Yutaka Minegishi

Sinuous, and contained, they are smooth to the touch, sit gentle on the finger, and are so wonderfully proportioned that they seem to inhabit one's hand...
Julie Ewington


Japanese born, German based artist Yutaka Minegishi is an elusive but brilliant maker. He uses rosewood, ebony, maple and ivory sourced from the long buried tusk of a woolly mammoth to carve exquisite rings that flow and twist around the finger. Trained as a goldsmith first in Tokyo and then at the Academy of Fine Arts in the art jewellery Mecca of Munich, this master craftsman and musician prefers to keep a low profile, producing only a handful of exquisitely hand-carved rings each year and rarely exhibiting. Supple and sculptural, Minegishi's work draws from natural forms and a distinctly Japanese sensibility. He combines these elements with a playful wit and uncompromising technical skill.
 
Julie Ewington writes of Minegishi's work, "On the face of it, [his] rings seem perfectly elegant. Sinuous, and contained, they are smooth to the touch, sit gentle on the finger, and are so wonderfully proportioned that they seem to inhabit one's hand. Always made of a single substance, each is focused on their material, be it wood or jet, which is a fossilised wood, or a mammoth tusk, or stones such as agate and peerless rock crystal. I have pored over their perfection for years, admired the way Minegishi releases the innate desire of materials, his persuasiveness of touch. But I never noticed, until now, that this faultless precision is performed, on occasion, but a straight-faced joker..."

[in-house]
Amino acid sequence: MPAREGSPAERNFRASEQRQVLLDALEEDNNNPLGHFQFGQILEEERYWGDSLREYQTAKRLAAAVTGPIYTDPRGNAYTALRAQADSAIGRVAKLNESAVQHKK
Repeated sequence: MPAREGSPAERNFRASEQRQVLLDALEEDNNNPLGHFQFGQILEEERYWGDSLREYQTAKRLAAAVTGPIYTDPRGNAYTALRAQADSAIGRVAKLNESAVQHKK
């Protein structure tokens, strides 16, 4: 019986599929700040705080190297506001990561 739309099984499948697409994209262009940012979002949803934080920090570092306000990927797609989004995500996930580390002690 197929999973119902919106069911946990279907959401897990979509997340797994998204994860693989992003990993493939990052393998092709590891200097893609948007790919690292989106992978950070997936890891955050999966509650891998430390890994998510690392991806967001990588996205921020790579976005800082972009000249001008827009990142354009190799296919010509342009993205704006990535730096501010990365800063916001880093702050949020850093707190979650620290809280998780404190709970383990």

I like massive, pure, dense natural materials that are one color. There are not so many of them. I work with what I get.
Yutaka Minegishi


Yutaka Minegeishi studied metal craft at Hiko Mizuno College of Jewelry in Tokyo before moving to Germany in 1995 as a guest student of Fachhochschule, Pforzheim and then as a Masters student of the Akademie der Bildenden Künste, Munich. He completed his Diploma in 2003 under the tutelage of Professor Otto Künzli and has since held solo exhibitions in Munich and Tokyo, as well as participating in many international group exhibitions.
 
A large part of Minegishi’s practice is his hand carving from single blocks of material. In 2013 he exhibited his works in ebony, mammoth ivory and rose ivory amongst other materials in his first Australian solo show, Mainly Twisted at Gallery Funaki. His work was also included in Unexpected Pleasures at the NGV in Melbourne and the London Design Museum in 2012, and can be found in the permanent collections of the Pinakothek der Moderne, Munich, Museum Ceskeho Raje, Czech Republic and the Stichting Francoise van den Bosch, Amstelveen.